The author of this history of mankind's increasingly successful attempts to understand, to measure and to map the Earth's gravity field (commonly known as 'little g' or just 'g') has been following in the footsteps of the pioneers, intermittently and with a variety of objectives, for more than fifty years. It is a story that begins with Galileo's early experiments with pendulums and falling bodies, progresses through the conflicts between Hooke and Newton and culminates in the measurements that are now being made from aircraft and satellites. The spectacular increases in accuracy that have been achieved during this period provide the context, but the main focus is on the people, many of whom were notable eccentrics. Also covered are the reasons WHY these people thought their measurements would be useful, with emphasis in the later chapters on the place of 'g' in today's applied geology, and on the ways in which it is providing new and spectacular visions of our planet. It is also, in part, a personal memoir that explores the parallels between the way fieldwork is being done now and the difficulties that accompanied its execution in the past. Selected topics in the mathematics of 'g' are discussed in a series of short Codas.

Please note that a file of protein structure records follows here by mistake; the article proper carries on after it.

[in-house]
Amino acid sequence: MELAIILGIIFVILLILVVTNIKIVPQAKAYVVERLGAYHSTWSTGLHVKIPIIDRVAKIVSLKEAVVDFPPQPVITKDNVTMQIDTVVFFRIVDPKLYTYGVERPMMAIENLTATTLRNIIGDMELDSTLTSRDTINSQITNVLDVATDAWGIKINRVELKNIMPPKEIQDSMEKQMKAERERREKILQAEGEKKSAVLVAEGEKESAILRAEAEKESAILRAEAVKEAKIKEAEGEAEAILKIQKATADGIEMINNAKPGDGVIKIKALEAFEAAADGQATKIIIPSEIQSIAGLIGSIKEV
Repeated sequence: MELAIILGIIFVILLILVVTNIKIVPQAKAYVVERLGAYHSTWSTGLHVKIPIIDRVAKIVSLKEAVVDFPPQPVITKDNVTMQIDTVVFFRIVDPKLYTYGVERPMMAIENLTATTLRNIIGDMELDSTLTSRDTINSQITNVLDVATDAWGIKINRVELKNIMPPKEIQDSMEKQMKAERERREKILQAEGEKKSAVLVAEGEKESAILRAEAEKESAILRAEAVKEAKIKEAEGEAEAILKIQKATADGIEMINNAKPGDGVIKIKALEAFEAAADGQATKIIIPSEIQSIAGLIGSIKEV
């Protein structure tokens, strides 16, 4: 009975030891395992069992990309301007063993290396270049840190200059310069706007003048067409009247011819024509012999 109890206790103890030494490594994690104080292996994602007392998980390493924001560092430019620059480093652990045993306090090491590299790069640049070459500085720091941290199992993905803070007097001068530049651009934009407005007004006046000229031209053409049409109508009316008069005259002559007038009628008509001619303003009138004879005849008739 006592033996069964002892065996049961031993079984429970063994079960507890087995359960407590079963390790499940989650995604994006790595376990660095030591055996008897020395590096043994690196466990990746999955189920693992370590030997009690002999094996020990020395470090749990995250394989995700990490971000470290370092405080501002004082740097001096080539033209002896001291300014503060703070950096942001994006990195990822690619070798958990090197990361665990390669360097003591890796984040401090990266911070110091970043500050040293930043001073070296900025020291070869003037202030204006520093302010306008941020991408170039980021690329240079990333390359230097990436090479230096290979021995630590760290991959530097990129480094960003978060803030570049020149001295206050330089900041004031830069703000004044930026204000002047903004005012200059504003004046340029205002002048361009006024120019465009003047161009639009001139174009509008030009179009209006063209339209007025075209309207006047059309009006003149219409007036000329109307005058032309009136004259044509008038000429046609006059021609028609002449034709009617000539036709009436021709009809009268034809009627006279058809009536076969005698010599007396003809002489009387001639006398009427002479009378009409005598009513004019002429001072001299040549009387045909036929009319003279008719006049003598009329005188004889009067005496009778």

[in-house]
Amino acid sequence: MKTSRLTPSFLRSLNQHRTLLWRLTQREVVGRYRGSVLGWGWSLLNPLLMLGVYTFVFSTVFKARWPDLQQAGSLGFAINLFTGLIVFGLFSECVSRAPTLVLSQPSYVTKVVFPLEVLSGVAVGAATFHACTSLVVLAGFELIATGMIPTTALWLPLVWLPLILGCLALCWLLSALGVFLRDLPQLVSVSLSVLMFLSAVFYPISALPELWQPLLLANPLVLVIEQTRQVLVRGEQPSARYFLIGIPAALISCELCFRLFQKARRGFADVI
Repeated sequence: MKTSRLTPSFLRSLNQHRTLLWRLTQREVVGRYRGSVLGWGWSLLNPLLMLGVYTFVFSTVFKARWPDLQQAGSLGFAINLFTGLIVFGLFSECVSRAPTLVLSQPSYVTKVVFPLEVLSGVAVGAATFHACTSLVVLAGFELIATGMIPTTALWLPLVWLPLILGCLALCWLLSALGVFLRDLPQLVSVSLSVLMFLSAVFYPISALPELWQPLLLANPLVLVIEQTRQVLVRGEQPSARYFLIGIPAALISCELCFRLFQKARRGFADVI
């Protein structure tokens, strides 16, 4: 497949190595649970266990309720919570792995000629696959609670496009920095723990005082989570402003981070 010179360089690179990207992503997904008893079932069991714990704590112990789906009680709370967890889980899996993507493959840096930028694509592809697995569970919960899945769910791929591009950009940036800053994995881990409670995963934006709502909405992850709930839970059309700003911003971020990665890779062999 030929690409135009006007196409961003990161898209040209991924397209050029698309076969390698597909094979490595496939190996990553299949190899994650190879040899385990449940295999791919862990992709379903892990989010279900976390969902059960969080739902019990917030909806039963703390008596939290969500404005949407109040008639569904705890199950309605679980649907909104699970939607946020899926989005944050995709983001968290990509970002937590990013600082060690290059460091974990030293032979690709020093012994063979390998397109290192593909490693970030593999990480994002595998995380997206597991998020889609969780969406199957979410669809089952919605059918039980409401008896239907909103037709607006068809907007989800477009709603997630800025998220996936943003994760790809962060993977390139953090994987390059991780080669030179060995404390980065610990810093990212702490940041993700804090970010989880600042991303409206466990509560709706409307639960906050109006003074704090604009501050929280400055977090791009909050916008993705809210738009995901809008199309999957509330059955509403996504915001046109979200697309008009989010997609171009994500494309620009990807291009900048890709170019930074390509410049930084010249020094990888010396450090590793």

Introduction.- Some Notes on Units.- I. The Beginning.- II. The Making of a Map.- III. The Astronomers.- IV. The synthesis.- V. The figure of the Earth.- VI. The Attraction of Mountains.- VII. The Pitfalls of Pendulums.- VIII. Change of a change.- IX. The rise and fall of springs.- X. The challenges of motion.- XI. A Map of the World.- XII. Epilogue.